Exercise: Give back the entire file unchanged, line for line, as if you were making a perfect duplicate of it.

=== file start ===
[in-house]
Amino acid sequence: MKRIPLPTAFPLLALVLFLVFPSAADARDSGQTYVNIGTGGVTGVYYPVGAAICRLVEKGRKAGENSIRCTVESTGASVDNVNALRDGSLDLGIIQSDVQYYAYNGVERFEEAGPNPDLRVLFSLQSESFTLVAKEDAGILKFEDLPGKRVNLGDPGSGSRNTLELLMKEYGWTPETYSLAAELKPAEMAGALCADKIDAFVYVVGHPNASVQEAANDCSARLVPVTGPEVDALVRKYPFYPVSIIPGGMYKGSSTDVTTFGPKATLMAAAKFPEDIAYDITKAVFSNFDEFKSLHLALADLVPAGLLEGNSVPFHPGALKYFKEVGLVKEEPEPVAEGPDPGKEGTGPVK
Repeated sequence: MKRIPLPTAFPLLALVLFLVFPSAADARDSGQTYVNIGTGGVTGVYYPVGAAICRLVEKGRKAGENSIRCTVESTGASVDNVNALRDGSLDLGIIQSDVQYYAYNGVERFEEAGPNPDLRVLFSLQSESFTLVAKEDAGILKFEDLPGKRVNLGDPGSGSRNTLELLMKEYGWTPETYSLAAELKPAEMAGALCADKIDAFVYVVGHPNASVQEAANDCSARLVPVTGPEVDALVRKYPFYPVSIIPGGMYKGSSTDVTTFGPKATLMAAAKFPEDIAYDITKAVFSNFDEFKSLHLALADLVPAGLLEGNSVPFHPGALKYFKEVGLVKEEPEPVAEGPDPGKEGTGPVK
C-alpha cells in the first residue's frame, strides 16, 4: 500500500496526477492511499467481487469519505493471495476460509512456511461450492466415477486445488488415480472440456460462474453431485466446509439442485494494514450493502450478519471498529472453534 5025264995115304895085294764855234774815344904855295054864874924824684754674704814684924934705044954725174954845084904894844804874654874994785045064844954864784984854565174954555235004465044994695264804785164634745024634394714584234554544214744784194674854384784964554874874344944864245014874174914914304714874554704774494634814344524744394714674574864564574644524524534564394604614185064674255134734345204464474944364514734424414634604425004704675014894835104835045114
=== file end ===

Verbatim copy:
[in-house]
Amino acid sequence: MKRIPLPTAFPLLALVLFLVFPSAADARDSGQTYVNIGTGGVTGVYYPVGAAICRLVEKGRKAGENSIRCTVESTGASVDNVNALRDGSLDLGIIQSDVQYYAYNGVERFEEAGPNPDLRVLFSLQSESFTLVAKEDAGILKFEDLPGKRVNLGDPGSGSRNTLELLMKEYGWTPETYSLAAELKPAEMAGALCADKIDAFVYVVGHPNASVQEAANDCSARLVPVTGPEVDALVRKYPFYPVSIIPGGMYKGSSTDVTTFGPKATLMAAAKFPEDIAYDITKAVFSNFDEFKSLHLALADLVPAGLLEGNSVPFHPGALKYFKEVGLVKEEPEPVAEGPDPGKEGTGPVK
Repeated sequence: MKRIPLPTAFPLLALVLFLVFPSAADARDSGQTYVNIGTGGVTGVYYPVGAAICRLVEKGRKAGENSIRCTVESTGASVDNVNALRDGSLDLGIIQSDVQYYAYNGVERFEEAGPNPDLRVLFSLQSESFTLVAKEDAGILKFEDLPGKRVNLGDPGSGSRNTLELLMKEYGWTPETYSLAAELKPAEMAGALCADKIDAFVYVVGHPNASVQEAANDCSARLVPVTGPEVDALVRKYPFYPVSIIPGGMYKGSSTDVTTFGPKATLMAAAKFPEDIAYDITKAVFSNFDEFKSLHLALADLVPAGLLEGNSVPFHPGALKYFKEVGLVKEEPEPVAEGPDPGKEGTGPVK
C-alpha cells in the first residue's frame, strides 16, 4: 500500500496526477492511499467481487469519505493471495476460509512456511461450492466415477486445488488415480472440456460462474453431485466446509439442485494494514450493502450478519471498529472453534 5025264995115304895085294764855234774815344904855295054864874924824684754674704814684924934705044954725174954845084904894844804874654874994785045064844954864784984854565174954555235004465044994695264804785164634745024634394714584234554544214744784194674854384784964554874874344944864245014874174914914304714874554704774494634814344524744394714674574864564574644524524534564394604614185064674255134734345204464474944364514734424414634604425004704675014894835104835045114